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International Internet Magazine. Baltic States news & analytics Friday, 14.08.2020, 11:21

Cost of Rail Baltica project has increased to EUR 7 bn - European Court of Auditors

BC, Riga, 16.06.2020.Print version
The European Court of Auditors concludes that in the Rail Baltica high-speed rail project has become more expensive by EUR 2.352 bn to EUR 7 bn euros in a relatively short period of time, Luc T'Joen from the European Court of Auditors said during a joint meeting of the Saeima European Affairs Committee and Public Expenditures and Audit Committee today, referrred LETA.

"According to the European Court of Auditors, the current real cost is not the initially projected EUR 4.648 bn, or the revised projection of EUR 5.8 bn currently allocated to the project, but EUR 7 bn, and there is a risk that these costs will increase in the future," said T'Joen.

He added that the European Court of Auditors' audit also found that the economic sustainability of the Rail Baltica project was unclear, as north-south traffic was insignificant and road and sea transport were predominant.


"For the project to be economically sustainable, it has to be a mixed passenger-cargo line. For the project to pay off in the long run, the traffic density needs to be higher,'' he said.


He also pointed out that the European Court of Auditors considered that there were risks to the project being completed on time and that no decisions had yet been taken on how to manage the project in the long term. Also, the Rail Baltica project still does not have a plan to connect it to the existing railway lines of different gauges, nor has a connection with Poland been discussed.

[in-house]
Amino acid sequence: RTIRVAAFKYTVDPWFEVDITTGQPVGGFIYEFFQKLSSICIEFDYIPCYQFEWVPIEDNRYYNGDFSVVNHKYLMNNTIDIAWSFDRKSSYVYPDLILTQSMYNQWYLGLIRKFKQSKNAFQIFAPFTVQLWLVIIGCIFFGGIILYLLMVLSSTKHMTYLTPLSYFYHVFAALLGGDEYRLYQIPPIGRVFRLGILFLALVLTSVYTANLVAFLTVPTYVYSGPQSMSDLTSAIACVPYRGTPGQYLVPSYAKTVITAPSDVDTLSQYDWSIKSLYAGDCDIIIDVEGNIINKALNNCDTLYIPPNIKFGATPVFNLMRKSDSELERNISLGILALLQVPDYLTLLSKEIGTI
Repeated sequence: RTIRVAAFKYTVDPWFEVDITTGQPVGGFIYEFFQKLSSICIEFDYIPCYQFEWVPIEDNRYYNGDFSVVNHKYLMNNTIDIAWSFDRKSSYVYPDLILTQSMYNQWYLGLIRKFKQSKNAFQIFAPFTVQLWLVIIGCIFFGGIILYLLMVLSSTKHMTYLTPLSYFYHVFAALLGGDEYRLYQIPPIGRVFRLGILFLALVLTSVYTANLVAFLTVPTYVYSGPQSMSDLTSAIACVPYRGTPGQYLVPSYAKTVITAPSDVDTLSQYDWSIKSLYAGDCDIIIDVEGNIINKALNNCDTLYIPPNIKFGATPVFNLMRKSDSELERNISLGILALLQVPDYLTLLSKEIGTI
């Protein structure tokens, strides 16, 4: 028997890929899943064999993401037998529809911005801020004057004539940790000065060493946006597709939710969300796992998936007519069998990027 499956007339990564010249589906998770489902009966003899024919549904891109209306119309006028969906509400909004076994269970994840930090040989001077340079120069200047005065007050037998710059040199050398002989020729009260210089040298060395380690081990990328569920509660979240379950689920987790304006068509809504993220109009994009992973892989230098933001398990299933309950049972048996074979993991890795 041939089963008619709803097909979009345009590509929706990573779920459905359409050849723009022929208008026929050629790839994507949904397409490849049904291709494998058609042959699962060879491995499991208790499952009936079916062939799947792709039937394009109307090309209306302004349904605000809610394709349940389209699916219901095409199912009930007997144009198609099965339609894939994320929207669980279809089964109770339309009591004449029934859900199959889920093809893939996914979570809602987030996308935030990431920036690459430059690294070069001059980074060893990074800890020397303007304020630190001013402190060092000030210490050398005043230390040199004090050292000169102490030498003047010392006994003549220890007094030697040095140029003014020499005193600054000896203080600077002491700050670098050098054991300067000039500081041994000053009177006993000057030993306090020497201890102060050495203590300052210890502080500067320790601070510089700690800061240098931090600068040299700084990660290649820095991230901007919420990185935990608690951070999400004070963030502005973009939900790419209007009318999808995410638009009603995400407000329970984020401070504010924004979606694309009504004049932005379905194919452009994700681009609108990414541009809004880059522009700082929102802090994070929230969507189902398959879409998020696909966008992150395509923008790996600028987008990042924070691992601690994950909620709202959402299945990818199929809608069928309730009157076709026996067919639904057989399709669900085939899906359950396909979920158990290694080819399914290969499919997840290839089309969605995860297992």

Mihails Kozlovs, a representative of the European Court of Auditors, added that the audit assessed the work of the European Commission in a total of eight different transport connections in different regions of Europe.


''Compared to other projects, Rail Baltica is not lagging behind and even looks better. It is likely that the construction of the railway line will be completed by 2030 with a possible time reserve. Three years is the smallest delay among the evaluated projects, "said Kozlovs.


He also pointed to the increase in costs, explaining that there are risks of artificially increased costs. To date, EUR 800 mln has been allocated to the project from the European Union and EUR 80 mln has been disbursed.


Kozlovs also emphasized that the European Court of Auditors considered that there were risks of project delays due to disagreements between project participants. The European Court of Auditors considers that the European Commission should require project participants to provide a better quality cost analysis.


"The audit did not provide assurance on freight and passenger flow forecasts. The region covering Rail Baltica has a very small population that will not be able to provide the required number of passengers. It is unclear whether the expected freight flow will compensate for the shortage of passengers. The European Court of Auditors does not deny that freight can compensate the shortage of passengers to make the line sustainable, but we have not yet seen measures to make this happen," said Kozlovs.